The Forbidden Kingdom attracted huge attention from the moment it was rumoured that the world’s two biggest names in martial arts cinema would be working together. The J & J Project, they whispered. Yuen Wo Ping’s choreographing, they typed. There were naysayers, too: It’s American, from Miramax, and from the director of… Stuart Little, of all things. The trailers looked OK, though, with a strong emphasis on the action sequences, and it had Jet Li in it as the Monkey King, a role I’ve been waiting for him to play for years.
Nonetheless, I sat down to watch it already in half-cringe, burnt by too many lukewarm Hollywood films starring our two leads. The film begins, though, with its heart on its sleeve: an homage to Hong Kong cinema, from the classic Shaws posters animated into the opening credits through to Jet Li’s gleeful rampage through the armies of Heaven as the Monkey King. We’re even introduced to our lead as we wakes up, the Shaws production of Monkey Goes West showing on his bedside TV set.
The young man in question is Jason Tripitakas (Michael Angarano), an American lad in modern-day Boston with a fascination for all things kung-fu, one he indulges by visiting a shop selling videos and curios in Chinatown. The shop is run by Hop, an elderly gentleman played by a very heavily made-up Jackie Chan. Jason finds a heavy, ornate staff in a back room and (through the magic of cinema) is transported back in time to ancient China, charged with returning it to its rightful owner.
Along the way, he meets Lu Yan (Jackie Chan again), a beggar who seems surprisingly good at martial arts, Golden Sparrow (Liu Yi Fei), a fighter in search of vengeance, and the Silent Monk (Jet Li), a Buddhist who intends to see that Jason’s staff reaches its destination. In the other corner, we have the Jade Warlord (Collin Chou) and his minions, chief among whom is Ni Chang, the white-haired witch (Li Bing Bing).
Elements of the above might seem familiar to Heroic readers: The Forbidden Kingdom leans heavily on Hong Kong cinema of the past, borrowing characters and settings from everything from King Hu’s Come Drink With Me to The Bride with White Hair. These two in particular were a little grating, since Golden Swallow and Ni Chang are only superficially anything like their characters in the originals, and I love both films to death. Veteran cinematographer Peter Pau (Crouching Tiger, Bride with White Hair, and many more) makes the film look beautiful, and there’s not much to fault with the direction, either. It’s really the script that makes the film a bit flat, especially when you consider that all that cliched dialogue had do be delivered in English by Chinese actors.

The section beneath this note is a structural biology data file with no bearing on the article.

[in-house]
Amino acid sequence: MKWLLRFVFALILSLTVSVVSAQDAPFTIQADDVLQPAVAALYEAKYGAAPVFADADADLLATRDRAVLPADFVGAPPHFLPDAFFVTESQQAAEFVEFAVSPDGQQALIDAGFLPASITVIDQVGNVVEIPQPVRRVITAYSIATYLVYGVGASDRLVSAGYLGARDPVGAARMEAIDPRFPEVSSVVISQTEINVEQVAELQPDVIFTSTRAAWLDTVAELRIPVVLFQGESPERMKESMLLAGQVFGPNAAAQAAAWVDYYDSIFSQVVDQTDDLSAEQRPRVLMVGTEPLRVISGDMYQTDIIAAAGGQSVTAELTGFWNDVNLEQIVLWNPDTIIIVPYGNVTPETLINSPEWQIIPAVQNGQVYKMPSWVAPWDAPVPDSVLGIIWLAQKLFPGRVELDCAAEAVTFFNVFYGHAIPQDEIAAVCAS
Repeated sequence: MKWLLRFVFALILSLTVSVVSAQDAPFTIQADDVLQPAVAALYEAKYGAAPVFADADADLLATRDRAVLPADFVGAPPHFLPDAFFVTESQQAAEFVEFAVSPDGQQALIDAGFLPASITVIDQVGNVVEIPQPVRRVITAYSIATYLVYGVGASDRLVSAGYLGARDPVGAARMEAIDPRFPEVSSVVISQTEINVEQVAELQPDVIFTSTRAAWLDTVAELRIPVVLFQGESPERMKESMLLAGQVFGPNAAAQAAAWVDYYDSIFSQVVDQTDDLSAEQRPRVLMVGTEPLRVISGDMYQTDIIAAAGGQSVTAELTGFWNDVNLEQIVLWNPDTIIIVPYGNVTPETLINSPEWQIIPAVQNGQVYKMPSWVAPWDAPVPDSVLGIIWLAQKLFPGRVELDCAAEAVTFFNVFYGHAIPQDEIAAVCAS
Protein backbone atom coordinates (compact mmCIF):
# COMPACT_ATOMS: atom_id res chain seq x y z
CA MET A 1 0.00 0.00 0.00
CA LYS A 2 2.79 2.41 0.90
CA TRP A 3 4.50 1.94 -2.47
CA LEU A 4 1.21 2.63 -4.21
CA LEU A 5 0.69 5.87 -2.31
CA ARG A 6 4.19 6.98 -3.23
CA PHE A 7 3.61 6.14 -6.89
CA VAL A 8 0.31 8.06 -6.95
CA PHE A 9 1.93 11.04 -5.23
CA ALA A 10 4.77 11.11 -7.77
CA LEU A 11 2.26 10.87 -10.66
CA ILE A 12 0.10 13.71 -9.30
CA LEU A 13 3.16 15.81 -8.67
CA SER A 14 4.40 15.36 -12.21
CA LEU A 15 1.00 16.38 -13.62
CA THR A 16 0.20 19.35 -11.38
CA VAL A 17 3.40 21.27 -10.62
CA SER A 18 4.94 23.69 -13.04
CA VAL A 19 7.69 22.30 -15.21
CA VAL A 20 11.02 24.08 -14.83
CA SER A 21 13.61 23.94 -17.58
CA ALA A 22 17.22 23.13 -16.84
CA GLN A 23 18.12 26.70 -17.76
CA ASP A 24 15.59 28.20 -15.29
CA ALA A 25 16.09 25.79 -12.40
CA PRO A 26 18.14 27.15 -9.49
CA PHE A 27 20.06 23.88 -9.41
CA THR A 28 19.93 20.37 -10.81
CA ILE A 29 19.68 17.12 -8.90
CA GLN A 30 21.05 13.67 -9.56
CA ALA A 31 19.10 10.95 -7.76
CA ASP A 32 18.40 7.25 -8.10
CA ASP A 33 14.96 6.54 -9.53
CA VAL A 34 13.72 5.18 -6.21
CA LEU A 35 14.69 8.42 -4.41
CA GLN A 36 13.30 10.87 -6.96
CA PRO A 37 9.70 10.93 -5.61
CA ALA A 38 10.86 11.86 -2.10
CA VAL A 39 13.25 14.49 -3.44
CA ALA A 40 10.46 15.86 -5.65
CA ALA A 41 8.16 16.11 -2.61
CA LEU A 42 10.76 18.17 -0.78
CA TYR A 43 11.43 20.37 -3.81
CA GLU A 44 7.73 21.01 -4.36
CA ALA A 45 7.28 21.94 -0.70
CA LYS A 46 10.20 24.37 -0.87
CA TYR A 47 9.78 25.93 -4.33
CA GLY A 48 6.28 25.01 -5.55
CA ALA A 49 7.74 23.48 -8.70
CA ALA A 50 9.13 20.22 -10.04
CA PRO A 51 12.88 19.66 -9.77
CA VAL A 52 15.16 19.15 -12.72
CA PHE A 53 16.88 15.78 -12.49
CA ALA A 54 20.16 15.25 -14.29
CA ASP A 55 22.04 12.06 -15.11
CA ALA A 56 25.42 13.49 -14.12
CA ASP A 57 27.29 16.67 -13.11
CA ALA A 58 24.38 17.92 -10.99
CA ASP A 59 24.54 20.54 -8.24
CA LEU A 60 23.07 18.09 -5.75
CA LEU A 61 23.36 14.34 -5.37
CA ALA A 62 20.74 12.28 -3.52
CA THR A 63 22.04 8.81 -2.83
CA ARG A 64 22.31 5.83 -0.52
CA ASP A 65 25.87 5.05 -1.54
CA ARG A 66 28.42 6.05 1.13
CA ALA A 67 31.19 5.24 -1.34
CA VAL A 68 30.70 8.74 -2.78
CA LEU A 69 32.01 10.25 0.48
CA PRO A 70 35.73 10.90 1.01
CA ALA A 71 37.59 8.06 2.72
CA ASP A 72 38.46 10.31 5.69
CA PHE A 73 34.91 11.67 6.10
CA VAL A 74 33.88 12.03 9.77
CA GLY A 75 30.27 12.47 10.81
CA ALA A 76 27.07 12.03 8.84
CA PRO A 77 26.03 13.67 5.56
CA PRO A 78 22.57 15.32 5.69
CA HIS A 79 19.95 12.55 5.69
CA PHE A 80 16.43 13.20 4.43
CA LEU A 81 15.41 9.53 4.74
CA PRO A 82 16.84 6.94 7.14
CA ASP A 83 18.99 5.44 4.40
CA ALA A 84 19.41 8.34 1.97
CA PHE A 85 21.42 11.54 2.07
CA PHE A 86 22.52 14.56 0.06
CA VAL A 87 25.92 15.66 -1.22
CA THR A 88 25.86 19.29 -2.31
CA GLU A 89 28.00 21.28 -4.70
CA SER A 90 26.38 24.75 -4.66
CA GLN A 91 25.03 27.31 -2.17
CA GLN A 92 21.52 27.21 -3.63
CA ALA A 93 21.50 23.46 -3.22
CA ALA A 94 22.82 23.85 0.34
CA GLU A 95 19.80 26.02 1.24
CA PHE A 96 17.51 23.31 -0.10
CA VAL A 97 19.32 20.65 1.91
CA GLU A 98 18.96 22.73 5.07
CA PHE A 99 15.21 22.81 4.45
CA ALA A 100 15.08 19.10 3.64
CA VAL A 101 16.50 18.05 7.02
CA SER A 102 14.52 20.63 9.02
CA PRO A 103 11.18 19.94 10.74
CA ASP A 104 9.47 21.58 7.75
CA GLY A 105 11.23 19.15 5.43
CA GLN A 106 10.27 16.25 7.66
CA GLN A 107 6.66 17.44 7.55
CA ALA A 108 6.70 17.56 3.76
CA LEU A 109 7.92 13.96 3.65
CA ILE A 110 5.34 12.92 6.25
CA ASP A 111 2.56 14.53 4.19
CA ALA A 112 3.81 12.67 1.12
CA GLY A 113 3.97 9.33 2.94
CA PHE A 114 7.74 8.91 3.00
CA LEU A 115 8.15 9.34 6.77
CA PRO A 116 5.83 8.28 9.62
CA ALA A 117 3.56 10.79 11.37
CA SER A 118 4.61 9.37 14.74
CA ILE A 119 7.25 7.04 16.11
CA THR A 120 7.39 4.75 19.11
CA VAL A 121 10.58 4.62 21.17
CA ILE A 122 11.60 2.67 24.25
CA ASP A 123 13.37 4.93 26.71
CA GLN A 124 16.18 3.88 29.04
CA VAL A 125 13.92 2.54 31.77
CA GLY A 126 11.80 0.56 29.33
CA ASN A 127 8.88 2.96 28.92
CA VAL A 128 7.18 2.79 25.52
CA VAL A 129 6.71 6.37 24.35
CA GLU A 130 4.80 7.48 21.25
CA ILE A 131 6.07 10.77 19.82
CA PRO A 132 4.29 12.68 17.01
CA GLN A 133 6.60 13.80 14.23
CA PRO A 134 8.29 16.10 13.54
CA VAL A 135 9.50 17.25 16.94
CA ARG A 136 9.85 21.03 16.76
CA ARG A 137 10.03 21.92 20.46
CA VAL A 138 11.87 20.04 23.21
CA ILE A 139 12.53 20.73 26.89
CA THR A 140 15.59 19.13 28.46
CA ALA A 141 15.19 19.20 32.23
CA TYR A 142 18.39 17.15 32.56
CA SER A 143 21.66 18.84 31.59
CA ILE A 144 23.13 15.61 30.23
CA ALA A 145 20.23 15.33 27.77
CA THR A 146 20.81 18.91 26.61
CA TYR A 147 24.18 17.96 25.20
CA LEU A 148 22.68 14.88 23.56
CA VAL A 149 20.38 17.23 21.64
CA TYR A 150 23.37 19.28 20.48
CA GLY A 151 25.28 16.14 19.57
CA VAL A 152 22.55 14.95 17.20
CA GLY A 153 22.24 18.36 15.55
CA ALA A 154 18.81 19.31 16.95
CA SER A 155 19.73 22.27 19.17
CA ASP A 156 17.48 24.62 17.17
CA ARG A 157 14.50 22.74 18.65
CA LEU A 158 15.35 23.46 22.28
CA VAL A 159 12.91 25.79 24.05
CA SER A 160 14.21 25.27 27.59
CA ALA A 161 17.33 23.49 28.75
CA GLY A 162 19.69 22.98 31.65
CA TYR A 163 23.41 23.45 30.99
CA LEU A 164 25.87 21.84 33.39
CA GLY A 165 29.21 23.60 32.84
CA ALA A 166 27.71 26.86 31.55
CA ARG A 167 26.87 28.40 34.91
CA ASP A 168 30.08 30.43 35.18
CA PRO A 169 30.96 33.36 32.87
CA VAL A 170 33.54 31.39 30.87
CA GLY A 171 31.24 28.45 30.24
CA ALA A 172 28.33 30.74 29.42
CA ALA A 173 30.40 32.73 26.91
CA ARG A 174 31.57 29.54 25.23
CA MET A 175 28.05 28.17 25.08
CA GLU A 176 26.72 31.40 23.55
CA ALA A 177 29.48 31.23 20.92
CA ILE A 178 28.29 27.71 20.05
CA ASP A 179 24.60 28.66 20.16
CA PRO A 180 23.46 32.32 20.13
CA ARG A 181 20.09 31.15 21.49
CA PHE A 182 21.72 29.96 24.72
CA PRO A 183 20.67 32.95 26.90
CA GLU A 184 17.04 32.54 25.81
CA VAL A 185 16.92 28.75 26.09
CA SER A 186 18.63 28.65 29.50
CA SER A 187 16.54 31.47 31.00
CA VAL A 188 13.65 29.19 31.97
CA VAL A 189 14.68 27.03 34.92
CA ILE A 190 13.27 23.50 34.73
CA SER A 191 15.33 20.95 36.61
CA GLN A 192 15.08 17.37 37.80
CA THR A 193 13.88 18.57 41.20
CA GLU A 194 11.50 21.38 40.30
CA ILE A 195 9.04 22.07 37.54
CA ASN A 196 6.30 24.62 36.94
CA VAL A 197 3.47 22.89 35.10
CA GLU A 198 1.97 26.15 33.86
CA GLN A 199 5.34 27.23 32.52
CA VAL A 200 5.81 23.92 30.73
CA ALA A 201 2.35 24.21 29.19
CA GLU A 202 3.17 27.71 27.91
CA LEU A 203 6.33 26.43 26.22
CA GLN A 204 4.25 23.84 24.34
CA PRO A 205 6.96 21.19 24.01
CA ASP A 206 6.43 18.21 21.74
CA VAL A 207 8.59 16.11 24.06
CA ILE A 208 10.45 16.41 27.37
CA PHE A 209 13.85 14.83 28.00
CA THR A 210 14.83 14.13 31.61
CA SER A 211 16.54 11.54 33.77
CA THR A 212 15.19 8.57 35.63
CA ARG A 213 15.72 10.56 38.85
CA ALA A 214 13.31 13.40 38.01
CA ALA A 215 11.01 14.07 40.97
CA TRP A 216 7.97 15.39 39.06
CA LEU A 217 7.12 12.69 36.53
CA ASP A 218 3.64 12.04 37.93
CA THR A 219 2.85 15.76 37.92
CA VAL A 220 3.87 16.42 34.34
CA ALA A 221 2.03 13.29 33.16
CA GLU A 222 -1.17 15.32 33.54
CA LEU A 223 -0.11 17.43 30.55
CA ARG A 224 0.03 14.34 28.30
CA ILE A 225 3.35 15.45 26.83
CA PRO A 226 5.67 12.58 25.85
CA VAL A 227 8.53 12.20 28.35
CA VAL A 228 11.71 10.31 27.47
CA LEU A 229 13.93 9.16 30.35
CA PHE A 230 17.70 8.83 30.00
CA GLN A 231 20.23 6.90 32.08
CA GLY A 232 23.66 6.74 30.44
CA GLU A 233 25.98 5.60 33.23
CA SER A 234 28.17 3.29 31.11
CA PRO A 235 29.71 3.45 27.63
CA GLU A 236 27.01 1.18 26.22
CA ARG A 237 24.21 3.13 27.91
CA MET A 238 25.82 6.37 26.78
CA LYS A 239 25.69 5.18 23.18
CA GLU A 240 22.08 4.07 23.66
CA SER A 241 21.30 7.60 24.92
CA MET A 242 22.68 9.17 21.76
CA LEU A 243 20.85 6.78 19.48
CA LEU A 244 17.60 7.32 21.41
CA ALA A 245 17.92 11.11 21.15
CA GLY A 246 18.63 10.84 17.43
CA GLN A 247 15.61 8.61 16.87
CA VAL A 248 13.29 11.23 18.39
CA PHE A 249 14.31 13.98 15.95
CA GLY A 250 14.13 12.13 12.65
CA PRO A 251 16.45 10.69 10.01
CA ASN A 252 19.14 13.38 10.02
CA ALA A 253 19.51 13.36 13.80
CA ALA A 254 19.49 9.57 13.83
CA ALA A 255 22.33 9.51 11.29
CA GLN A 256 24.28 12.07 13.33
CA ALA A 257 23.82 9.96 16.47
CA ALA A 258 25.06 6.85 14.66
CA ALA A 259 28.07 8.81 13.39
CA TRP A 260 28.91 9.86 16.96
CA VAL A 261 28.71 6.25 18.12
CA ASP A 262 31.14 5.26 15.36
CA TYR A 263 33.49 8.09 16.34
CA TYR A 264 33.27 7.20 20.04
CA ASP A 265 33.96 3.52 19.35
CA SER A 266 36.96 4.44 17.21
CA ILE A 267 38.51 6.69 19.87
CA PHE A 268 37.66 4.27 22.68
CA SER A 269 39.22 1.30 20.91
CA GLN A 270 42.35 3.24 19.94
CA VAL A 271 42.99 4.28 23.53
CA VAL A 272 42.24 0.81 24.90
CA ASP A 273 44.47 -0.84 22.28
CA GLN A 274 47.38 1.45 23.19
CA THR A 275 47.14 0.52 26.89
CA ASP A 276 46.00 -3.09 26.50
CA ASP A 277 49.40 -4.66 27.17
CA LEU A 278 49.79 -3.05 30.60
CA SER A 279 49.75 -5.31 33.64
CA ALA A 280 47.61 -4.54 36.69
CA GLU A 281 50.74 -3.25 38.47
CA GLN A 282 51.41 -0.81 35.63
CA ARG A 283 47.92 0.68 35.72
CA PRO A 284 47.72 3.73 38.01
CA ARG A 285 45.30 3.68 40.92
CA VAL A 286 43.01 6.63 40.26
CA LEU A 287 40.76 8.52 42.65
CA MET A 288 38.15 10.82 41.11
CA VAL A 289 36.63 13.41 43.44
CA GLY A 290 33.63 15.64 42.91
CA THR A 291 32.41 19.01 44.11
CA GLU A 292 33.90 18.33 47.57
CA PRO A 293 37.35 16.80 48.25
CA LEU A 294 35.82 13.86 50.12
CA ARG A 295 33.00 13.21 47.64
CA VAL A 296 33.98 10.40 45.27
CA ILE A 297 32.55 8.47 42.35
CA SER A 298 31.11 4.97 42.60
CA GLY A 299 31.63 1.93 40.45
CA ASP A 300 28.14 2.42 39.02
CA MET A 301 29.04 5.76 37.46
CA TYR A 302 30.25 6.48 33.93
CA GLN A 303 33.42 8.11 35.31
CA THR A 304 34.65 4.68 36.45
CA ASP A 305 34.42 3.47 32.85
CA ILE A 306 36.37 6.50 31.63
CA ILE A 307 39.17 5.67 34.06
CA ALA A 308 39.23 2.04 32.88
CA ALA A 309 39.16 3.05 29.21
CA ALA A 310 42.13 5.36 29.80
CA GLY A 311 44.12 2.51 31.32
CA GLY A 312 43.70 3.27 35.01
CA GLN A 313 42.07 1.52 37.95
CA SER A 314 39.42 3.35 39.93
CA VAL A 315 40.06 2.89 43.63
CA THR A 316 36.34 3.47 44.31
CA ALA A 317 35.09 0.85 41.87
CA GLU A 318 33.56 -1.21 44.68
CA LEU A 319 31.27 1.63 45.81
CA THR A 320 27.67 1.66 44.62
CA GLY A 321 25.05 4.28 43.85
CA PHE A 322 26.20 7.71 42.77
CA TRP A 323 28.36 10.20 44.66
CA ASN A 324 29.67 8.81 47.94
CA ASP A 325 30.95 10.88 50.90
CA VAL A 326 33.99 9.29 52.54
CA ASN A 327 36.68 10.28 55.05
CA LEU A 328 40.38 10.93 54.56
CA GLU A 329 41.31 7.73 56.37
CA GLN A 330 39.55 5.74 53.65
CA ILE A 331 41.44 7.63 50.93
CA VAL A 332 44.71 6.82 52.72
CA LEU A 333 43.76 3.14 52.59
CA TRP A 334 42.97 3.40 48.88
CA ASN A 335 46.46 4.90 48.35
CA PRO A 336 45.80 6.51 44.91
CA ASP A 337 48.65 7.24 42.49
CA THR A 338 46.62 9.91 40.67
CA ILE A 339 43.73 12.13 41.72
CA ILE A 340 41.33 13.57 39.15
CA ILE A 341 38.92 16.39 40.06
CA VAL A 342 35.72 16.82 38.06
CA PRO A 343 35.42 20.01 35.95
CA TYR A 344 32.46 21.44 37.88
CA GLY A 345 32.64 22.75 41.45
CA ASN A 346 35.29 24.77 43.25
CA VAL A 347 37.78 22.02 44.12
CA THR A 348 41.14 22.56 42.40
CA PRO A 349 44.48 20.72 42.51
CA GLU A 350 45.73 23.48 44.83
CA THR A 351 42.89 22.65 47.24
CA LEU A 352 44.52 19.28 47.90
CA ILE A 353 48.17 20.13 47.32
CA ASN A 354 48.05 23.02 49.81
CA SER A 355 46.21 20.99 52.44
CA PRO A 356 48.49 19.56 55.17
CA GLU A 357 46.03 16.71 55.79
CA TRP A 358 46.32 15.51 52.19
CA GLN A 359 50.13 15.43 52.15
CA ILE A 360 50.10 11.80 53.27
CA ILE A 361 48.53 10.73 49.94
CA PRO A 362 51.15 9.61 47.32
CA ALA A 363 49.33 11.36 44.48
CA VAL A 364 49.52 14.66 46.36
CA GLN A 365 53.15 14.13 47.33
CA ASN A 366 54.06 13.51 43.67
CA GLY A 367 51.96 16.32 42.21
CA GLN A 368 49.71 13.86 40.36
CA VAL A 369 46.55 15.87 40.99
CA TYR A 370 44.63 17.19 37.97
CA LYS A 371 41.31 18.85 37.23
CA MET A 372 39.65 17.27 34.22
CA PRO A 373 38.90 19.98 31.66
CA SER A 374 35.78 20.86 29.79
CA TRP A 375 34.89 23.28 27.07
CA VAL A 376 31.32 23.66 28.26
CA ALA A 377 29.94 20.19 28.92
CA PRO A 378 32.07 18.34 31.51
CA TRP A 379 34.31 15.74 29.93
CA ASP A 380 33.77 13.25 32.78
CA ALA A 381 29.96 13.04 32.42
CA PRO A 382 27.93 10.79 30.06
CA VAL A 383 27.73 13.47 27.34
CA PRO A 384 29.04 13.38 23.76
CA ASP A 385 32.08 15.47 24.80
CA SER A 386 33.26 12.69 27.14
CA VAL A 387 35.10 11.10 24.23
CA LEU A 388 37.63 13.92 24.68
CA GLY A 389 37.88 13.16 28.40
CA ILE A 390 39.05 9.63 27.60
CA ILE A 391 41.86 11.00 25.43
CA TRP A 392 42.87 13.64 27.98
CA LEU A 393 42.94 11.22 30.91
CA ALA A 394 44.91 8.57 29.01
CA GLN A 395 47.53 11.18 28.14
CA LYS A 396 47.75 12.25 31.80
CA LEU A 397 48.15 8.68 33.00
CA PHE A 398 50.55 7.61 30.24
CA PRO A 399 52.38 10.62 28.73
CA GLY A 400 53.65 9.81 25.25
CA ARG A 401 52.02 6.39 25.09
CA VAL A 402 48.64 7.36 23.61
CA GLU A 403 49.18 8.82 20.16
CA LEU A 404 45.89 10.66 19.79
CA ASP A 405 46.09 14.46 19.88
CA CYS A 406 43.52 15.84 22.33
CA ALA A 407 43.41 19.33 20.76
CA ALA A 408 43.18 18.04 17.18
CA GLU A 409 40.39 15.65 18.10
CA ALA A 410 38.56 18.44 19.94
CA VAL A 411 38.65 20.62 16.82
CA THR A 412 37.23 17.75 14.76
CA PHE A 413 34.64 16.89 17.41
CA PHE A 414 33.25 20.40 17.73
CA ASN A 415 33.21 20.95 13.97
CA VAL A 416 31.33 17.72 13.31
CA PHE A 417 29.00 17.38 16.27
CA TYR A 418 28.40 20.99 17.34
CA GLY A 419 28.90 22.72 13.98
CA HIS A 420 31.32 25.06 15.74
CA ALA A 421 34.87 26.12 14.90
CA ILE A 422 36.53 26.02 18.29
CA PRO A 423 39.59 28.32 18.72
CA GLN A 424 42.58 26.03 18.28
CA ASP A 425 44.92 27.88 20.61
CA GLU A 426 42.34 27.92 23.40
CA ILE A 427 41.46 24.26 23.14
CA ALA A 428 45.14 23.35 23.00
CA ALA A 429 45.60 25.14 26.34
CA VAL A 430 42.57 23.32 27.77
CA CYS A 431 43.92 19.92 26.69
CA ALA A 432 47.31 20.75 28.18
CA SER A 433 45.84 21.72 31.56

Despite this, Jackie Chan and Jet Li hold the film together; although Jason is nominally the main character, it’s the two older actors that fill the screen. Jackie Chan’s not really played the older master before, and he does a good job, charismatically echoing Simon Yuen’s Beggar So in Drunken Master at the start of his career. Jet Li’s Silent Monk is a less central character, but he manages to steal the scene occasionally: notably in an example of the Buddhist vs. Taoist bickering we see in so many older kung fu films.
The detractors have one thing right, though. It’s a very American film. It rockets along, assembling bits and pieces of Chinese literature and Hong Kong martial arts cinema into a somewhat ungainly whole, bookended by a Neverending Story-style escape from modern America. It feels… safe, focus-grouped, an adventure for an average American kid through the exotic world of Crouching Tiger, Hidden Dragon. It achieves that aim without only a few missteps: it’s just not the powerhouse combination of the stars’ back-catalogues that many were hoping for.